Do not act as if you were going to live for a thousand years… while you are alive, while it is still possible, become a good person.

We’d like to keep track of the number of participants so please take a moment to enrol on the Modern Stoicism e-learning site if possible. ¬†(If you don’t already have one, you’ll need to create an account on the site.)

Modern Stoicism

The e-learning site, managed¬†by Donald Robertson, has many other resources to help you get the most out of Stoic Week 2015. ¬†It also hosts the discussion forums where you can meet other participants and share your Stoic journal entries for the week, if you wish. ¬†Take a moment to introduce yourself! ¬†At the time of writing, over 2,400 people have already enrolled in advance to take part and we look set to exceed last year’s total of 2,650 participants.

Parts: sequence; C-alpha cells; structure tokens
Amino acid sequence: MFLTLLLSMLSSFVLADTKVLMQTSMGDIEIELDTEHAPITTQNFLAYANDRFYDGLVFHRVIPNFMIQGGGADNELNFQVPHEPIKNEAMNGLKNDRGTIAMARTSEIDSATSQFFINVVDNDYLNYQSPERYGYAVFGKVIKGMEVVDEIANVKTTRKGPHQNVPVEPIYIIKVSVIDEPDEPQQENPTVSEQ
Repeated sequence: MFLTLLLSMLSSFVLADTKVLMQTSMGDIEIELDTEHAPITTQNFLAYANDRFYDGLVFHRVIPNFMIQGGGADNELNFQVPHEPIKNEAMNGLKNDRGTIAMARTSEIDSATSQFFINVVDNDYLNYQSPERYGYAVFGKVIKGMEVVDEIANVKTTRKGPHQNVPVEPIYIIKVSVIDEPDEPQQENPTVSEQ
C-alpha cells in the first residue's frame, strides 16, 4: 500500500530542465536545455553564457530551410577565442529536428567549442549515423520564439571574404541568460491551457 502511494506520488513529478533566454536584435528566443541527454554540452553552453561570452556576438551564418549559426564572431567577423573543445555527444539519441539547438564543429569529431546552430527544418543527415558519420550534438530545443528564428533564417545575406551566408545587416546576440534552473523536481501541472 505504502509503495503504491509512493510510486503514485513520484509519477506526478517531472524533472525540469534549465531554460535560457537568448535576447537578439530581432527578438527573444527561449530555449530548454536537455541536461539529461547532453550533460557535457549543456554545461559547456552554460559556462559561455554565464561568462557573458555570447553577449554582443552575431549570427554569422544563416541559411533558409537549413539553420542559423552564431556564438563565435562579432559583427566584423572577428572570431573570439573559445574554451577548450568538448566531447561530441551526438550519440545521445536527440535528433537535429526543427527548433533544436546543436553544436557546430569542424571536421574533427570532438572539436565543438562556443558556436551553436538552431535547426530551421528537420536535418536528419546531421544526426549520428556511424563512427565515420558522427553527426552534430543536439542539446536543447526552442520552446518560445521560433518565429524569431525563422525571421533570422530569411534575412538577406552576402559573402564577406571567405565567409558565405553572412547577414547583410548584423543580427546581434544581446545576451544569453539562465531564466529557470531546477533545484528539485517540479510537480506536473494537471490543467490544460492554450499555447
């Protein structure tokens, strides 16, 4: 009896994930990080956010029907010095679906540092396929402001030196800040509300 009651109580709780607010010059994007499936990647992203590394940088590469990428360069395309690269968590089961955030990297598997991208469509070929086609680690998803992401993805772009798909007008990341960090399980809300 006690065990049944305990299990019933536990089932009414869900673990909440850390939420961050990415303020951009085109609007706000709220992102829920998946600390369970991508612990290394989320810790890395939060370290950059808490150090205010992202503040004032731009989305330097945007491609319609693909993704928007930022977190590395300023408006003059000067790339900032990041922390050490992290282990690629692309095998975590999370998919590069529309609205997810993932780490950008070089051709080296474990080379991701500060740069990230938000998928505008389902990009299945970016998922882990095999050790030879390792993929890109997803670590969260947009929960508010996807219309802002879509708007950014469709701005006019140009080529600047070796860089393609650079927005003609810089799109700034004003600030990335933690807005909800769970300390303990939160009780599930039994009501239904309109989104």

Once you’ve registered (or if you choose not to) you can complete the preliminary questionnaires for Stoic Week 2015 prepared by Tim LeBon:

Preliminary Questionnaires

Collecting data like this is of tremendous importance to the future continuation of Stoic Week. ¬†(We’re interested in the mean scores rather than your individual responses but you can choose to skip this step if you really want to.) ¬† It allows us to measure to what extent Stoic Week has an effect and to gather basic demographic information on the type of people who take part. ¬†In previous years, participants have enjoyed completing these forms because they found them insightful, especially the Stoic Attitudes and Behaviours Scale (SABS) developed by our own¬†Stoicism Today team.

The Stoic Week 2015 Handbook will be available¬†on Modern Stoicism in HTML format, and also for download in EPUB, MOBI (Kindle), PDF, and plain text (MarkDown) formats. ¬†That means you can read it on a mobile device, even if you’re offline, on a train for instance. ¬†If you’re completing the questionnaires it’s essential that you do so before downloading or reading the Handbook, or starting the Stoic Week exercises.